There are people, believe it or not, who believe that fictional characters and events need to be brought to justice in the real world. How I wish this was a straw man argument (we’ll get to Oz later). They want to bring authors like Agatha Christie to trial because these terrible (some would say terribly talented) authors dare write about murder, politics, or assault in its many forms. (Despite Mz Christie dying in 1976 – this somehow does not register).
The premise of bringing fictional characters to trial sounds like something from a dystopian horror novel, but it is indeed a real, though luckily rare, phenomenon, at least in so-called civilized places.
You’ve probably heard about those crazies who stalk actors because they believe the characters they portray are real, or spew hate speech because they believe the actors endorse the actions they portray in movies. Or that all successful people in the world are part of a singular conspiracy that is a sign of impending doom for planet earth.
They want nothing less than to end fiction.
I wonder how the end of fiction would play out? A squad of fictional detectives trouncing around imaginary landscapes to arrest fictional characters. “Take that King downtown, officer, for he doth murdered his brother.” …and off to Verona… “Verily I’m placing you under arrest, Lord Romeo, for the indecent assault of a minor”… then a quick spin in Dexter or Hannibal – “Will you look at all these bodies, chief, what sick mind would…?” and Oz, “Come with me, you wicked witch, because your author is under arrest for allowing a young girl to travel unaccompanied with strangers and you are witness in the trial.” I wonder what crimes all the characters in Alice in Wonderland or Charlie and the Chocolate Factory would be accused of.
Well, if certain activists get their way, authors may be brought to trial for fictional crimes in the near future. If that happens we’ll be in a bad place indeed. Bat-crazy country. It will make government censorship look like a French farce.
As authors we sometimes think we are immune to psychopathic absurdity because we are by our very act of writing able to separate reality and fiction into two neat heaps.
The idea of the Thought Police is nothing knew — we know it from George Orwell’s iconic 1984, where people are required to not only behave according to the authority’s ever-changing whims, but think the correct thoughts too. Correct according to those in power, of course, as coincidence would always have it. Cults use this to indoctrinate their victims, though no person who was ever successfully indoctrinated knew that they were.
And that’s the crux. Controlling the thoughts of another is a desperate attempt at grabbing power over them.
As a writer I am sensitive to the events in my novels, some are dark and some are funny, but I can separate the fiction from reality. I hope never to Write What People Want, but to write fiction that asks questions. Fiction is an opinion. Opinions change, grow, and sometimes they pass through strange places before arriving home.
For some, reality and fiction are intertwined in a conspiratorial mashup that feels as real to them as the screen you’re reading from now – you’ll often find that people who believe one fiction believe in all of them. UFO’s in the same world as Dragons, Illuminati and Lizard people. And when an author writes about characters that feature in conspiracies (a double whammy) they believe the events are real, even though the writer is telling a story no less fantastical than Peter Rabbit or The Wind in the Willows.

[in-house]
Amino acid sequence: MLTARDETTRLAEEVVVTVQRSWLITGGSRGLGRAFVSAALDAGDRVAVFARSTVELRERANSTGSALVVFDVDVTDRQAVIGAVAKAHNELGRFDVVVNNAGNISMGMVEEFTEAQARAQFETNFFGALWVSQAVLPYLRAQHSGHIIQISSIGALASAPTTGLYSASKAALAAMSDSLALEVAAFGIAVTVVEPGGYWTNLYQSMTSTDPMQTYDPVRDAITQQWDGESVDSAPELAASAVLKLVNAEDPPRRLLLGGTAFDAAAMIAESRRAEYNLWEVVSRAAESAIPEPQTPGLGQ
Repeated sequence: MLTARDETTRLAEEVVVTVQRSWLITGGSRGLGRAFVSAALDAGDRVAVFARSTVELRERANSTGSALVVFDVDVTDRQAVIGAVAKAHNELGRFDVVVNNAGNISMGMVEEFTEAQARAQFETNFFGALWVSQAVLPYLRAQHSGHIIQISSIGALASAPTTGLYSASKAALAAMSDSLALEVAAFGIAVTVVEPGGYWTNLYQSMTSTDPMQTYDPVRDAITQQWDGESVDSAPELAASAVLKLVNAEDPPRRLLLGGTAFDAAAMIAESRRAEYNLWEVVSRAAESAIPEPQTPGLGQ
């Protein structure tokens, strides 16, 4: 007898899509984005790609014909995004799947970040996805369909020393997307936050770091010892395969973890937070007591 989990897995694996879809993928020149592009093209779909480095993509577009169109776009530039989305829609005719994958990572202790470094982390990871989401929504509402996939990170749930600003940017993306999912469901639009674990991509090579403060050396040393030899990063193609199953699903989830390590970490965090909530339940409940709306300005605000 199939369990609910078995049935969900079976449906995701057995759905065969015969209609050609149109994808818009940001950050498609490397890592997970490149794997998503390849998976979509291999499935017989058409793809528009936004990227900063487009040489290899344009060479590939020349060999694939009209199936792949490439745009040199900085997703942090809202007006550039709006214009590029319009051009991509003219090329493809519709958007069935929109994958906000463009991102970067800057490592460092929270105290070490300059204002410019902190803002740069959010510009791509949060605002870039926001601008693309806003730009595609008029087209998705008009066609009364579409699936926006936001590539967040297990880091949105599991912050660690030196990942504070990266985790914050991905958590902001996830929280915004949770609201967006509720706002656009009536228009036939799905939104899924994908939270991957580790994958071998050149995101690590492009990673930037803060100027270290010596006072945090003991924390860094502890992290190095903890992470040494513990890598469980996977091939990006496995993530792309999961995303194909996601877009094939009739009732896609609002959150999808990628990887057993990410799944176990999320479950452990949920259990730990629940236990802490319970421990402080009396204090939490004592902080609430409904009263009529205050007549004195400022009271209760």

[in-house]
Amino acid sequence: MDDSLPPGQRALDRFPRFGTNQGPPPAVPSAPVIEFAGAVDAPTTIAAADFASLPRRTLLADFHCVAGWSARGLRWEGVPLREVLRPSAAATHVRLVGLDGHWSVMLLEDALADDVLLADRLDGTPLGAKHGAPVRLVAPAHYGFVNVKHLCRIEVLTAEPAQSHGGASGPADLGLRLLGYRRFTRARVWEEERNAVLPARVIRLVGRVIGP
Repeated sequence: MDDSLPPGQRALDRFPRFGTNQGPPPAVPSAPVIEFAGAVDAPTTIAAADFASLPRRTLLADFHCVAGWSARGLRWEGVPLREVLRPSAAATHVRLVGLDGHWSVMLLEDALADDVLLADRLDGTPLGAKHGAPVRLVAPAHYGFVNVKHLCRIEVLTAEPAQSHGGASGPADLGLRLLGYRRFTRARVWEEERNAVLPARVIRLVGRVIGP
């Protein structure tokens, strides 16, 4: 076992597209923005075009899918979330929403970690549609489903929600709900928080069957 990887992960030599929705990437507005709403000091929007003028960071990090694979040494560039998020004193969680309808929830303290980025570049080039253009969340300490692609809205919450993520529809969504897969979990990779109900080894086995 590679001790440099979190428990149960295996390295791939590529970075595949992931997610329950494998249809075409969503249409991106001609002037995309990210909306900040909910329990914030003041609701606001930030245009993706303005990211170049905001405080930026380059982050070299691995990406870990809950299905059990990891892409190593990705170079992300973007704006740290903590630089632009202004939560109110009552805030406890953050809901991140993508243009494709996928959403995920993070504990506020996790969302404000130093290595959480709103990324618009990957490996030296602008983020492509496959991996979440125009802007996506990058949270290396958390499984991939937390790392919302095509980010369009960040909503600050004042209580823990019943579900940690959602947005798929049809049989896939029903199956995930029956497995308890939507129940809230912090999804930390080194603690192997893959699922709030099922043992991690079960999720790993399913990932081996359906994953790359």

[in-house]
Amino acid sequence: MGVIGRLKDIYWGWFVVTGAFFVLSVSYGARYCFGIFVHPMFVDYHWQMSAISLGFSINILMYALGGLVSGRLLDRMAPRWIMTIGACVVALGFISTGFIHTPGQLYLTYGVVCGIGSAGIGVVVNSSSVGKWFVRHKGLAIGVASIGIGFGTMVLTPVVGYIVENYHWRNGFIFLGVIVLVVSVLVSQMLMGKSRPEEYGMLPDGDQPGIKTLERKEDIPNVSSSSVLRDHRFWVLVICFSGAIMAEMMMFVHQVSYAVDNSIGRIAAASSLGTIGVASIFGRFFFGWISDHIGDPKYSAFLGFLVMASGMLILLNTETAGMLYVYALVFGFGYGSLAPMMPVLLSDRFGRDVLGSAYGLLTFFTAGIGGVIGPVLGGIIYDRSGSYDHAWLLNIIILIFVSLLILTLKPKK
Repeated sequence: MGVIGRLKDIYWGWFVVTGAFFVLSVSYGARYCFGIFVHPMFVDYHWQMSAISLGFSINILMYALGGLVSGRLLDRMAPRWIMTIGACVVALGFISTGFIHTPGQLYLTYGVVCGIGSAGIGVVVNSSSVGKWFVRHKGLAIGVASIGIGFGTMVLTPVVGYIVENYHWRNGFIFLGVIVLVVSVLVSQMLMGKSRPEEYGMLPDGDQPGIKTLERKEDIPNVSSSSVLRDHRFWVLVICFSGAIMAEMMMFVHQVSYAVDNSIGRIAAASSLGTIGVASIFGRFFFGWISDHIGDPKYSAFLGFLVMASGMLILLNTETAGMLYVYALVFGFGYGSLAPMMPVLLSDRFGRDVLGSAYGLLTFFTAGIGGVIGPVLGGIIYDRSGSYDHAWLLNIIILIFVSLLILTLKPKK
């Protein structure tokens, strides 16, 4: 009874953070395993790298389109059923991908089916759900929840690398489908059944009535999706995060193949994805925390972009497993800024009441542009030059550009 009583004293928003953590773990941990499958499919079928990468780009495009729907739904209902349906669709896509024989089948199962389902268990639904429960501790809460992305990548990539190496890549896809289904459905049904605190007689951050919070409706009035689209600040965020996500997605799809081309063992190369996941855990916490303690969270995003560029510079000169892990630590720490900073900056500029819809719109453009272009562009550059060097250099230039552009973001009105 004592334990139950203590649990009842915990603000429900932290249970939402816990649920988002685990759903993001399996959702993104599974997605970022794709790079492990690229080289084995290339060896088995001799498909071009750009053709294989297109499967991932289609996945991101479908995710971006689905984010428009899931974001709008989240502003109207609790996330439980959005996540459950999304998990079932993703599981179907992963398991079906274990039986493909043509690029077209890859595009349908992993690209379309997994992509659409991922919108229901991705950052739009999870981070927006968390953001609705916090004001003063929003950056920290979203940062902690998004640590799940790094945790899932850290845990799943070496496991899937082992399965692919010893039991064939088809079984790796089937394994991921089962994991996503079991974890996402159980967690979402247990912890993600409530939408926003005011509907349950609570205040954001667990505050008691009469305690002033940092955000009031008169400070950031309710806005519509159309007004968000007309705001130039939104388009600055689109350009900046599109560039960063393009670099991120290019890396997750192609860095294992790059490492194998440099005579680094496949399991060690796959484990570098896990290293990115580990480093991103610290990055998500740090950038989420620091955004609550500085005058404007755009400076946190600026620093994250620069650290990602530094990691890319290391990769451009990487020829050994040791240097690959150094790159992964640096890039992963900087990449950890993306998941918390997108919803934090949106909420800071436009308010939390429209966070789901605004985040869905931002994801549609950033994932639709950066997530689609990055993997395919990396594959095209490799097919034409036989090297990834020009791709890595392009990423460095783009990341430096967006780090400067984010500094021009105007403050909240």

Without the ability to confront the fictitious character they often resort to confronting the writer. (As Lionel Shriver found out after being attacked by an ‘activist’ saying that she was not permitted to write about things that were not wholey about white women)
What books would be struck from the shelves because their characters broke the law? Fight Club. 1984. Every Louis L’Amour book. Every Tom Clancy or James Patterson book. The Bell Jar. The Perks of Being A Wallflower. Juno. Lolita. Romeo and Juliet, all of Shakespeare’s works, actually, Game of Thrones most certainly. Most medieval tales. Charlie and the Chocolate Factory. There’d be almost nothing left except for tales of mild personal corporate struggle in a corporate world of obedience. Nice, quiet books where the protagonist wants nothing more than to make his master more money, with no crimes, no extra-marital affairs, and little to jiggle the senses.
And what about writing about the crimes in other books… or writing about the writing about the…? That too would also be a crime, since withholding criminal evidence is criminal in itself. Increasingly journalists are being attacked merely for reporting the news.
It does give me an idea for a short story, one where all the characters in other books are rounded up and brought to justice. The fictional cops would have a busy time on their hands – every murder mystery, every story about abusive parents, or forbidden love in the wrong religion, all brought into the justice system for a rake over the coals of judgment. I wonder what the fictitious penalty for killing a fictional character would be, Ms Christie?
I say let the fictional victims come forward and speak.